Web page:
Magazine article Newsweek

Beyond Sense and Sensibility

Magazine article Newsweek

Beyond Sense and Sensibility

Article excerpt

IT GIVES US GREAT PLEASURE TO KNOW that the Chilham Ball was so agreeable & that you danced four dances with Mr. Kemble," wrote Jane Austen to her sister, Cassandra, in 1801. "Desirable, however, as the latter circumstance was, I cannot help wondering at its taking place--why did you dance four dances with so stupid a man?" Austen's witty, sociable letters have long delighted her fans, and scholars have pored over them for clues to a private life about which little is known. But last week Austen's amiable correspondence prompted a burst of speculation and debate that would have given her the vapors. Never mind that we're talking about the author of some of the most discreet, if biting, novels in English, including "Pride and Prejudice." The London Review of Books put the question bluntly: WAS JANE AUSTEN GAY?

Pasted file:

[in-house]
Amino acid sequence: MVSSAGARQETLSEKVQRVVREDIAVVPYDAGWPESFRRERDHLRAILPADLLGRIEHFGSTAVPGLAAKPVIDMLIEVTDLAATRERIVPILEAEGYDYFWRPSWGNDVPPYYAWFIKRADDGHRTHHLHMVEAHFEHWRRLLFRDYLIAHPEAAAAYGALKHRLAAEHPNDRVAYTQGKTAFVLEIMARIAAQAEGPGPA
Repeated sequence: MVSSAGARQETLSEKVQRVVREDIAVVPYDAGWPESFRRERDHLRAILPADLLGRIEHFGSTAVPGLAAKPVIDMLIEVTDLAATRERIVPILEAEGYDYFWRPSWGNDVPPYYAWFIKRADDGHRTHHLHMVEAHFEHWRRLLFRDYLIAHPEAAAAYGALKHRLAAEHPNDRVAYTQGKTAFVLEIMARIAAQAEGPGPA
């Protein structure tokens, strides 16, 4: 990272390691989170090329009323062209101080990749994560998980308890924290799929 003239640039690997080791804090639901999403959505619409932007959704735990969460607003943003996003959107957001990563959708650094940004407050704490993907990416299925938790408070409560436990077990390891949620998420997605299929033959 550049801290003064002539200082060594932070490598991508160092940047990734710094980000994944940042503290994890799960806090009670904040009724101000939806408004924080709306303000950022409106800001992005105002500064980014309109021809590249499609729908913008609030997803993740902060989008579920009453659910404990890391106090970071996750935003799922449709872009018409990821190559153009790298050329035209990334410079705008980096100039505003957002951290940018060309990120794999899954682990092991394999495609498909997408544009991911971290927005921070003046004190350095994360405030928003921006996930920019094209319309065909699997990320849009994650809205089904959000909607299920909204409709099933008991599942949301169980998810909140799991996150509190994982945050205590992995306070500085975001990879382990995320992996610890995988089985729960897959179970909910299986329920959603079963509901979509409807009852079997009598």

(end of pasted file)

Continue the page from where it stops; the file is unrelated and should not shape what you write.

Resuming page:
Fashionable though similar questions have become in literary criticism, nobody seems to have wondered about Austen until Terry Castle, professor of English at Stanford, lit the fuse. Reviewing "Jane Austen's Letters," a new edition compiled by Deirdre Le Faye, Castle analyzes Austen's relationship with Cassandra. The two were devoted; neither married, and they shared a home and a bed until Jane's death at 42. At the time there was nothing unusual about such a close same-sex relationship, but Castle suggests that its very normality functioned as a "necessary screen" for the sisters' "unconscious" homoeroticism. Cassandra destroyed many of the letters. Those that remain are about as racy as a gooseberry pie, but in Jane's descriptions of dressmaking, or of ladies' bare shoulders at a party, Castle discerns a "kind of homophilic fascination" with women. …

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